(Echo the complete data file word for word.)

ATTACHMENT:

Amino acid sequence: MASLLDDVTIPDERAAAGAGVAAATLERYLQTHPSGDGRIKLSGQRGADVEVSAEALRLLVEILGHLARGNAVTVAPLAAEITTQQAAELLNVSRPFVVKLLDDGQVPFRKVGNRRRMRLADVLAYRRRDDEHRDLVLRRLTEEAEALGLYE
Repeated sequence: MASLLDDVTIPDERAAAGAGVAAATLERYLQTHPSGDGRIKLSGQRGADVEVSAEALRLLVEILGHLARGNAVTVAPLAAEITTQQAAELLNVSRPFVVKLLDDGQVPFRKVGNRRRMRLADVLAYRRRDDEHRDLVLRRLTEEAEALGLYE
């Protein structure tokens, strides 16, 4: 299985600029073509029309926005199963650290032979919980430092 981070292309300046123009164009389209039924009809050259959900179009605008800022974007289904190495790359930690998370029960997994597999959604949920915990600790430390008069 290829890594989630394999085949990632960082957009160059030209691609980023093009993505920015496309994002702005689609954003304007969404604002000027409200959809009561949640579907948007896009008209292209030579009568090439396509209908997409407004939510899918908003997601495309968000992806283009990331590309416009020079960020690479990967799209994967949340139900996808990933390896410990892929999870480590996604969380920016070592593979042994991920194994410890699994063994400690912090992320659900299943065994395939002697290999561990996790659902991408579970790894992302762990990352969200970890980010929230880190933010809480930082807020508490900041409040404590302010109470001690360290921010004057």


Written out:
Amino acid sequence: MASLLDDVTIPDERAAAGAGVAAATLERYLQTHPSGDGRIKLSGQRGADVEVSAEALRLLVEILGHLARGNAVTVAPLAAEITTQQAAELLNVSRPFVVKLLDDGQVPFRKVGNRRRMRLADVLAYRRRDDEHRDLVLRRLTEEAEALGLYE
Repeated sequence: MASLLDDVTIPDERAAAGAGVAAATLERYLQTHPSGDGRIKLSGQRGADVEVSAEALRLLVEILGHLARGNAVTVAPLAAEITTQQAAELLNVSRPFVVKLLDDGQVPFRKVGNRRRMRLADVLAYRRRDDEHRDLVLRRLTEEAEALGLYE
């Protein structure tokens, strides 16, 4: 299985600029073509029309926005199963650290032979919980430092 981070292309300046123009164009389209039924009809050259959900179009605008800022974007289904190495790359930690998370029960997994597999959604949920915990600790430390008069 290829890594989630394999085949990632960082957009160059030209691609980023093009993505920015496309994002702005689609954003304007969404604002000027409200959809009561949640579907948007896009008209292209030579009568090439396509209908997409407004939510899918908003997601495309968000992806283009990331590309416009020079960020690479990967799209994967949340139900996808990933390896410990892929999870480590996604969380920016070592593979042994991920194994410890699994063994400690912090992320659900299943065994395939002697290999561990996790659902991408579970790894992302762990990352969200970890980010929230880190933010809480930082807020508490900041409040404590302010109470001690360290921010004057």